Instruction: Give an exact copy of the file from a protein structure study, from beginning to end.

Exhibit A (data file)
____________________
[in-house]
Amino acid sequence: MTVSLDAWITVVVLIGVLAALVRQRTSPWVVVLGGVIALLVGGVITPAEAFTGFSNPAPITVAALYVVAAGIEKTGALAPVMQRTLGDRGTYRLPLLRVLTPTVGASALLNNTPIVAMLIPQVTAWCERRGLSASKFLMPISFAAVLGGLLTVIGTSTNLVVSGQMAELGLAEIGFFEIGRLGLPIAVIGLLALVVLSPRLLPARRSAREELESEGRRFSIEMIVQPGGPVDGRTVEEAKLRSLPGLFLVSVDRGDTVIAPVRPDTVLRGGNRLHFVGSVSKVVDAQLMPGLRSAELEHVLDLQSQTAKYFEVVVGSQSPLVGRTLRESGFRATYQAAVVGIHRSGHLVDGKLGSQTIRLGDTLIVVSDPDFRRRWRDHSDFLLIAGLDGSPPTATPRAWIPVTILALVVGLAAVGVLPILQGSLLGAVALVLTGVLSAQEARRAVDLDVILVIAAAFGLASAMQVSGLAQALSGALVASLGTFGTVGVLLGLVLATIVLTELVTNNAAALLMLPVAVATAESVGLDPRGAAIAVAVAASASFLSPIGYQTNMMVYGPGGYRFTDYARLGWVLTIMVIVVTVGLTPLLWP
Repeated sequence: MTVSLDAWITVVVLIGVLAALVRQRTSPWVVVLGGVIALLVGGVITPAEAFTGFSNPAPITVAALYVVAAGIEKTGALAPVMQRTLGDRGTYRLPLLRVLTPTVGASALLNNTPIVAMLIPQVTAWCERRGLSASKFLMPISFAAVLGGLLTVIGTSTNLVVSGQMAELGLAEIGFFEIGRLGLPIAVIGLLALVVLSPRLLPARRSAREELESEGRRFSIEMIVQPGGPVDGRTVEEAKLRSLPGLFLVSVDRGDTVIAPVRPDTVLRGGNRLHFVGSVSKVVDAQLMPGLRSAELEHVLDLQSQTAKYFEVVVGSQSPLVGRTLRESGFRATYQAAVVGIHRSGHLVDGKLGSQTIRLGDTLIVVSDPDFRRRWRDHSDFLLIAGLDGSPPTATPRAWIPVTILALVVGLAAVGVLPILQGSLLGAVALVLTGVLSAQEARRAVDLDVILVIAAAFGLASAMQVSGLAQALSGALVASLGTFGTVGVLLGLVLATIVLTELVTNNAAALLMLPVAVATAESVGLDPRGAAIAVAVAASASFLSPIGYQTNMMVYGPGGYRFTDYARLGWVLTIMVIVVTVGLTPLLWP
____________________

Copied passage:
[in-house]
Amino acid sequence: MTVSLDAWITVVVLIGVLAALVRQRTSPWVVVLGGVIALLVGGVITPAEAFTGFSNPAPITVAALYVVAAGIEKTGALAPVMQRTLGDRGTYRLPLLRVLTPTVGASALLNNTPIVAMLIPQVTAWCERRGLSASKFLMPISFAAVLGGLLTVIGTSTNLVVSGQMAELGLAEIGFFEIGRLGLPIAVIGLLALVVLSPRLLPARRSAREELESEGRRFSIEMIVQPGGPVDGRTVEEAKLRSLPGLFLVSVDRGDTVIAPVRPDTVLRGGNRLHFVGSVSKVVDAQLMPGLRSAELEHVLDLQSQTAKYFEVVVGSQSPLVGRTLRESGFRATYQAAVVGIHRSGHLVDGKLGSQTIRLGDTLIVVSDPDFRRRWRDHSDFLLIAGLDGSPPTATPRAWIPVTILALVVGLAAVGVLPILQGSLLGAVALVLTGVLSAQEARRAVDLDVILVIAAAFGLASAMQVSGLAQALSGALVASLGTFGTVGVLLGLVLATIVLTELVTNNAAALLMLPVAVATAESVGLDPRGAAIAVAVAASASFLSPIGYQTNMMVYGPGGYRFTDYARLGWVLTIMVIVVTVGLTPLLWP
Repeated sequence: MTVSLDAWITVVVLIGVLAALVRQRTSPWVVVLGGVIALLVGGVITPAEAFTGFSNPAPITVAALYVVAAGIEKTGALAPVMQRTLGDRGTYRLPLLRVLTPTVGASALLNNTPIVAMLIPQVTAWCERRGLSASKFLMPISFAAVLGGLLTVIGTSTNLVVSGQMAELGLAEIGFFEIGRLGLPIAVIGLLALVVLSPRLLPARRSAREELESEGRRFSIEMIVQPGGPVDGRTVEEAKLRSLPGLFLVSVDRGDTVIAPVRPDTVLRGGNRLHFVGSVSKVVDAQLMPGLRSAELEHVLDLQSQTAKYFEVVVGSQSPLVGRTLRESGFRATYQAAVVGIHRSGHLVDGKLGSQTIRLGDTLIVVSDPDFRRRWRDHSDFLLIAGLDGSPPTATPRAWIPVTILALVVGLAAVGVLPILQGSLLGAVALVLTGVLSAQEARRAVDLDVILVIAAAFGLASAMQVSGLAQALSGALVASLGTFGTVGVLLGLVLATIVLTELVTNNAAALLMLPVAVATAESVGLDPRGAAIAVAVAASASFLSPIGYQTNMMVYGPGGYRFTDYARLGWVLTIMVIVVTVGLTPLLWP